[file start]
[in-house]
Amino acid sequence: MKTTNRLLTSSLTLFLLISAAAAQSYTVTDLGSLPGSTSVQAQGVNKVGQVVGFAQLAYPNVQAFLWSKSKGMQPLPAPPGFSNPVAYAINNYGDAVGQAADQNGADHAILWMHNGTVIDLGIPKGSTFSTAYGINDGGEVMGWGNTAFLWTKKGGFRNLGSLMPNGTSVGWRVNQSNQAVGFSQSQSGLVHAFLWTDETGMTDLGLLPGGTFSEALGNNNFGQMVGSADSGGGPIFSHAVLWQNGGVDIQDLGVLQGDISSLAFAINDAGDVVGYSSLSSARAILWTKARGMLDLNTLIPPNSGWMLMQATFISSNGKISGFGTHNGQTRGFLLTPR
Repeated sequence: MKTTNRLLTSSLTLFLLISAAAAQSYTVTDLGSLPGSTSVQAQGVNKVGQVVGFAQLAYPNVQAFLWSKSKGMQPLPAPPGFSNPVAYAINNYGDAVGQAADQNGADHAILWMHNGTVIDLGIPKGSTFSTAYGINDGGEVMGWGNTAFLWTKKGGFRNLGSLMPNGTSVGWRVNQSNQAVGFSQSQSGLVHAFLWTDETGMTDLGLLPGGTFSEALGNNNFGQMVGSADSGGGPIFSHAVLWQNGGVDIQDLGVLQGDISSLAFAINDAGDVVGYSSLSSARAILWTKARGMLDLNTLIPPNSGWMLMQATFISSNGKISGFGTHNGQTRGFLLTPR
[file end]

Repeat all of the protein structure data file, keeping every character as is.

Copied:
[in-house]
Amino acid sequence: MKTTNRLLTSSLTLFLLISAAAAQSYTVTDLGSLPGSTSVQAQGVNKVGQVVGFAQLAYPNVQAFLWSKSKGMQPLPAPPGFSNPVAYAINNYGDAVGQAADQNGADHAILWMHNGTVIDLGIPKGSTFSTAYGINDGGEVMGWGNTAFLWTKKGGFRNLGSLMPNGTSVGWRVNQSNQAVGFSQSQSGLVHAFLWTDETGMTDLGLLPGGTFSEALGNNNFGQMVGSADSGGGPIFSHAVLWQNGGVDIQDLGVLQGDISSLAFAINDAGDVVGYSSLSSARAILWTKARGMLDLNTLIPPNSGWMLMQATFISSNGKISGFGTHNGQTRGFLLTPR
Repeated sequence: MKTTNRLLTSSLTLFLLISAAAAQSYTVTDLGSLPGSTSVQAQGVNKVGQVVGFAQLAYPNVQAFLWSKSKGMQPLPAPPGFSNPVAYAINNYGDAVGQAADQNGADHAILWMHNGTVIDLGIPKGSTFSTAYGINDGGEVMGWGNTAFLWTKKGGFRNLGSLMPNGTSVGWRVNQSNQAVGFSQSQSGLVHAFLWTDETGMTDLGLLPGGTFSEALGNNNFGQMVGSADSGGGPIFSHAVLWQNGGVDIQDLGVLQGDISSLAFAINDAGDVVGYSSLSSARAILWTKARGMLDLNTLIPPNSGWMLMQATFISSNGKISGFGTHNGQTRGFLLTPR